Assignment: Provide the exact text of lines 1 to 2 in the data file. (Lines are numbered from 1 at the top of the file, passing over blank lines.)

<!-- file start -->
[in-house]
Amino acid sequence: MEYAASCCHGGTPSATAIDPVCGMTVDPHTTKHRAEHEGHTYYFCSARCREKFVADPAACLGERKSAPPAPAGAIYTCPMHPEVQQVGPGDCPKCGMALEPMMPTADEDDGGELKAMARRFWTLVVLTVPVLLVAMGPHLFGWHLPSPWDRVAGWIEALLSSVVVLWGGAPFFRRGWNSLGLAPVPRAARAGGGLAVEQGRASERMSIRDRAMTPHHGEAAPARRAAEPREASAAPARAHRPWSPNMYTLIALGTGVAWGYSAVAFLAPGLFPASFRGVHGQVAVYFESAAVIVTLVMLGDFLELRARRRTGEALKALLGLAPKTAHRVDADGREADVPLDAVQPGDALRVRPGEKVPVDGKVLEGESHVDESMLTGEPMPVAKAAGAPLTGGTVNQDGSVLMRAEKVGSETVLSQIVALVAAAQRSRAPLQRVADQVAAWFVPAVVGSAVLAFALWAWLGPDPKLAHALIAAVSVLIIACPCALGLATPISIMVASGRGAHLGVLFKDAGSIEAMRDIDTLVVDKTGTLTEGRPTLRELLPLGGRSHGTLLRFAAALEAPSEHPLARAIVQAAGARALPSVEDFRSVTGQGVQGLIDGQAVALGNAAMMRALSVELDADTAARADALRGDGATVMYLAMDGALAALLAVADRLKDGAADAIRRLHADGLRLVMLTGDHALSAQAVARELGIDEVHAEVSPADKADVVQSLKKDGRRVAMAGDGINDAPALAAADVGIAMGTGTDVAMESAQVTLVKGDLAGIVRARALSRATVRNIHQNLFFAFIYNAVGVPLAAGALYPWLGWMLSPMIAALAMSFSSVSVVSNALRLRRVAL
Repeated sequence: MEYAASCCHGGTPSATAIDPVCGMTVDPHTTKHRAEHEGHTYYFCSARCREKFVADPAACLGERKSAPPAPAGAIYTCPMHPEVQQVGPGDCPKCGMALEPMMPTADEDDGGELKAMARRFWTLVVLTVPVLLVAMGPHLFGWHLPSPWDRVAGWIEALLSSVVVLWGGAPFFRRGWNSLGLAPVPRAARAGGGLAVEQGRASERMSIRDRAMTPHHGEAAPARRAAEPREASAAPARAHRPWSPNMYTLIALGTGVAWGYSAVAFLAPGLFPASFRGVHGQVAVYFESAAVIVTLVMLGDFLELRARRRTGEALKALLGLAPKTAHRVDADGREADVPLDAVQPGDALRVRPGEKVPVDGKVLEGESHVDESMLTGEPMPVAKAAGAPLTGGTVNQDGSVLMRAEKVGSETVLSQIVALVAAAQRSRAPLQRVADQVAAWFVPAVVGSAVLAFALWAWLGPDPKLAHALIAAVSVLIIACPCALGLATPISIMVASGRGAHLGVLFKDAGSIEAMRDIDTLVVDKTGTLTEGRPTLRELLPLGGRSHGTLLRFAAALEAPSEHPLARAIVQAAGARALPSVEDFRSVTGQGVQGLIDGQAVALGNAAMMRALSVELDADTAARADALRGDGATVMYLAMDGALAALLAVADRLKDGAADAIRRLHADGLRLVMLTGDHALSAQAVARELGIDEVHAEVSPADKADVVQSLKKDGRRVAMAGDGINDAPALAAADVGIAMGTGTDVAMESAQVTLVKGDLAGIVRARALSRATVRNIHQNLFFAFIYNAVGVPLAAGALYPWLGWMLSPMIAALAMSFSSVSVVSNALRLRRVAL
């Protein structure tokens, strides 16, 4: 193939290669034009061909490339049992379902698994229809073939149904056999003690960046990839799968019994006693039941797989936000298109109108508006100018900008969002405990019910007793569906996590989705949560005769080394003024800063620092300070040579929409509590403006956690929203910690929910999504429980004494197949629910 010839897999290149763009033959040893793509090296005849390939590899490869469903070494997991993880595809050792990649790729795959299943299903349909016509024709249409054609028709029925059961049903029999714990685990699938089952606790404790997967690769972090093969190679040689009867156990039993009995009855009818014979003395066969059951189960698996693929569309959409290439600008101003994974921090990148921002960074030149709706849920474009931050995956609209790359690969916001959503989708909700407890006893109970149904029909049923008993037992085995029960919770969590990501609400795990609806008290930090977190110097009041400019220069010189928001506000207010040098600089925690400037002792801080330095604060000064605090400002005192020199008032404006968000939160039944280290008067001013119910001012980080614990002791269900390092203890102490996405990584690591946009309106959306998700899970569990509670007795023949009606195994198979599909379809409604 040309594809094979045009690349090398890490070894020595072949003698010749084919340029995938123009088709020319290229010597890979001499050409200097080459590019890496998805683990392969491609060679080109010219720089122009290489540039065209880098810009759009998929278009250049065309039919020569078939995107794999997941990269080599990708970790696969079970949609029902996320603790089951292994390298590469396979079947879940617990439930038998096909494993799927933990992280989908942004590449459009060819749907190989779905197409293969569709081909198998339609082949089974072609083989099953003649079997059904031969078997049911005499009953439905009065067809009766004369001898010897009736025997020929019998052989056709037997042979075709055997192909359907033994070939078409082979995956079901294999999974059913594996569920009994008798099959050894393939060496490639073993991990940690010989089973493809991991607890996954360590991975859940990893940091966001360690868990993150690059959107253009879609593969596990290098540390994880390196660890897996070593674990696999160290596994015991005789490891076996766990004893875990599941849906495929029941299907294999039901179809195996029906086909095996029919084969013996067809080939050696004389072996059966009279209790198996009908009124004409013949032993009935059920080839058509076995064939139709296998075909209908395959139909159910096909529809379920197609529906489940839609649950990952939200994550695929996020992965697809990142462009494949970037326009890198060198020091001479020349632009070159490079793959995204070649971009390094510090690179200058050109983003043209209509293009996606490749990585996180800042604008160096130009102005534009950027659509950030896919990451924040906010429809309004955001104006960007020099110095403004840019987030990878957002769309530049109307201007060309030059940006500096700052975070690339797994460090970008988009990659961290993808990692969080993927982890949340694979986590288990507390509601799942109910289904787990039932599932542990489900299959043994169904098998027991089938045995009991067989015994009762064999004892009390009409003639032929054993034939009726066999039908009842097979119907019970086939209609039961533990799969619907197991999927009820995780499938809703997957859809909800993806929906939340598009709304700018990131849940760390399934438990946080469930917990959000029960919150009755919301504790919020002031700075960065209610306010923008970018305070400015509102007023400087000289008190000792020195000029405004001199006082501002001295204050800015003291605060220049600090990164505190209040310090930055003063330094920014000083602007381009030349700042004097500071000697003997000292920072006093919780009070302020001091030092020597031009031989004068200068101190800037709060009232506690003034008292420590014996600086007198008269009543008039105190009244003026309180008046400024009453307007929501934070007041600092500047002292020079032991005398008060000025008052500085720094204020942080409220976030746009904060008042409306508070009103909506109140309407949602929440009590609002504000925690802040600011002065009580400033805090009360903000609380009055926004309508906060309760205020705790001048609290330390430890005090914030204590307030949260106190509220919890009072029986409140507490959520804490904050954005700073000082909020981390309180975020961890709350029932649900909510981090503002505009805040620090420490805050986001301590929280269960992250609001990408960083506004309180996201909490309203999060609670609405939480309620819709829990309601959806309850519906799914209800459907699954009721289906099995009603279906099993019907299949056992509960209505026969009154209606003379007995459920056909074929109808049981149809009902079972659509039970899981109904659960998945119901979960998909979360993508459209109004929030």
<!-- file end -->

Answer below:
[in-house]
Amino acid sequence: MEYAASCCHGGTPSATAIDPVCGMTVDPHTTKHRAEHEGHTYYFCSARCREKFVADPAACLGERKSAPPAPAGAIYTCPMHPEVQQVGPGDCPKCGMALEPMMPTADEDDGGELKAMARRFWTLVVLTVPVLLVAMGPHLFGWHLPSPWDRVAGWIEALLSSVVVLWGGAPFFRRGWNSLGLAPVPRAARAGGGLAVEQGRASERMSIRDRAMTPHHGEAAPARRAAEPREASAAPARAHRPWSPNMYTLIALGTGVAWGYSAVAFLAPGLFPASFRGVHGQVAVYFESAAVIVTLVMLGDFLELRARRRTGEALKALLGLAPKTAHRVDADGREADVPLDAVQPGDALRVRPGEKVPVDGKVLEGESHVDESMLTGEPMPVAKAAGAPLTGGTVNQDGSVLMRAEKVGSETVLSQIVALVAAAQRSRAPLQRVADQVAAWFVPAVVGSAVLAFALWAWLGPDPKLAHALIAAVSVLIIACPCALGLATPISIMVASGRGAHLGVLFKDAGSIEAMRDIDTLVVDKTGTLTEGRPTLRELLPLGGRSHGTLLRFAAALEAPSEHPLARAIVQAAGARALPSVEDFRSVTGQGVQGLIDGQAVALGNAAMMRALSVELDADTAARADALRGDGATVMYLAMDGALAALLAVADRLKDGAADAIRRLHADGLRLVMLTGDHALSAQAVARELGIDEVHAEVSPADKADVVQSLKKDGRRVAMAGDGINDAPALAAADVGIAMGTGTDVAMESAQVTLVKGDLAGIVRARALSRATVRNIHQNLFFAFIYNAVGVPLAAGALYPWLGWMLSPMIAALAMSFSSVSVVSNALRLRRVAL